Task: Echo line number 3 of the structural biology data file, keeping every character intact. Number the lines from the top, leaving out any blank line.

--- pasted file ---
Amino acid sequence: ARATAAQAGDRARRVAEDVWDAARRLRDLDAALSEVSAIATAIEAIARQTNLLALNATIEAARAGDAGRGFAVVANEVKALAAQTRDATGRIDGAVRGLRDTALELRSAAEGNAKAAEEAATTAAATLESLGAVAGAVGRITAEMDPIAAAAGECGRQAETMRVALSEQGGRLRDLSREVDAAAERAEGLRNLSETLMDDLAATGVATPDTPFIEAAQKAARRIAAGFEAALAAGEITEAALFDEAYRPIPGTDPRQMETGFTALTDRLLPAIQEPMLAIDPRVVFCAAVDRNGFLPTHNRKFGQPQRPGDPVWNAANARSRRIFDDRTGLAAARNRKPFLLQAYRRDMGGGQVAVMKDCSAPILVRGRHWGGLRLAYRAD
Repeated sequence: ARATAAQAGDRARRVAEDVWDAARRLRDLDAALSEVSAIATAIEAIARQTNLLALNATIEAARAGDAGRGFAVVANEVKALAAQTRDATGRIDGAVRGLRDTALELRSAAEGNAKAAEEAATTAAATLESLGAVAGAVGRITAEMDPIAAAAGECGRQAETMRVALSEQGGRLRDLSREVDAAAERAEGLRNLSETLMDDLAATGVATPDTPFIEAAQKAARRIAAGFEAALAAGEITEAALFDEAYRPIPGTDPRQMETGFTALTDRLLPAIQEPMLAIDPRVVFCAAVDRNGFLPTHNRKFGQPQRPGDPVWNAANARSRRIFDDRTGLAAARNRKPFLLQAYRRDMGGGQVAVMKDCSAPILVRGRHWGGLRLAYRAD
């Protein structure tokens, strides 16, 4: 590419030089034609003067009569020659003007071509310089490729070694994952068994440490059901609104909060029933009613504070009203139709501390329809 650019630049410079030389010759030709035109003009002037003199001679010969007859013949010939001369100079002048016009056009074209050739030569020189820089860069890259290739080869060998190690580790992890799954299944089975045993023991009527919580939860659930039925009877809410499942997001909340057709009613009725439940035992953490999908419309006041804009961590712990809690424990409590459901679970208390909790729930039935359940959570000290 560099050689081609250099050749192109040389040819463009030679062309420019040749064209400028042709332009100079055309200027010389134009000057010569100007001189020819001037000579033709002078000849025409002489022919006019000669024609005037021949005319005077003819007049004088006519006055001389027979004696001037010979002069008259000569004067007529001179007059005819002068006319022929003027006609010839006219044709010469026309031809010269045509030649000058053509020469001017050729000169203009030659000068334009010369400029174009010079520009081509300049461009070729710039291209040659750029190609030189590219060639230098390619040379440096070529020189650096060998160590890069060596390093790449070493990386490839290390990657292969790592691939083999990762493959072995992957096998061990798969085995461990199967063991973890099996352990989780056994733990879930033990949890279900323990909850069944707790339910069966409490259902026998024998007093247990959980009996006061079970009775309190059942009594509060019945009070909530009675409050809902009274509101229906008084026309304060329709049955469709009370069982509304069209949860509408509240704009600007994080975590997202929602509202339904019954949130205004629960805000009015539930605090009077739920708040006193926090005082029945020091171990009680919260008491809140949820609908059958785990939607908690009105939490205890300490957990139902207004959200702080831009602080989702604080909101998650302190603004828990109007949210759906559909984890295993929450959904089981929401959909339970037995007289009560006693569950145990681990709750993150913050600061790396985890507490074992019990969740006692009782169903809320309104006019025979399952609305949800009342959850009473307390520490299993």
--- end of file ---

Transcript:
């Protein structure tokens, strides 16, 4: 590419030089034609003067009569020659003007071509310089490729070694994952068994440490059901609104909060029933009613504070009203139709501390329809 650019630049410079030389010759030709035109003009002037003199001679010969007859013949010939001369100079002048016009056009074209050739030569020189820089860069890259290739080869060998190690580790992890799954299944089975045993023991009527919580939860659930039925009877809410499942997001909340057709009613009725439940035992953490999908419309006041804009961590712990809690424990409590459901679970208390909790729930039935359940959570000290 560099050689081609250099050749192109040389040819463009030679062309420019040749064209400028042709332009100079055309200027010389134009000057010569100007001189020819001037000579033709002078000849025409002489022919006019000669024609005037021949005319005077003819007049004088006519006055001389027979004696001037010979002069008259000569004067007529001179007059005819002068006319022929003027006609010839006219044709010469026309031809010269045509030649000058053509020469001017050729000169203009030659000068334009010369400029174009010079520009081509300049461009070729710039291209040659750029190609030189590219060639230098390619040379440096070529020189650096060998160590890069060596390093790449070493990386490839290390990657292969790592691939083999990762493959072995992957096998061990798969085995461990199967063991973890099996352990989780056994733990879930033990949890279900323990909850069944707790339910069966409490259902026998024998007093247990959980009996006061079970009775309190059942009594509060019945009070909530009675409050809902009274509101229906008084026309304060329709049955469709009370069982509304069209949860509408509240704009600007994080975590997202929602509202339904019954949130205004629960805000009015539930605090009077739920708040006193926090005082029945020091171990009680919260008491809140949820609908059958785990939607908690009105939490205890300490957990139902207004959200702080831009602080989702604080909101998650302190603004828990109007949210759906559909984890295993929450959904089981929401959909339970037995007289009560006693569950145990681990709750993150913050600061790396985890507490074992019990969740006692009782169903809320309104006019025979399952609305949800009342959850009473307390520490299993």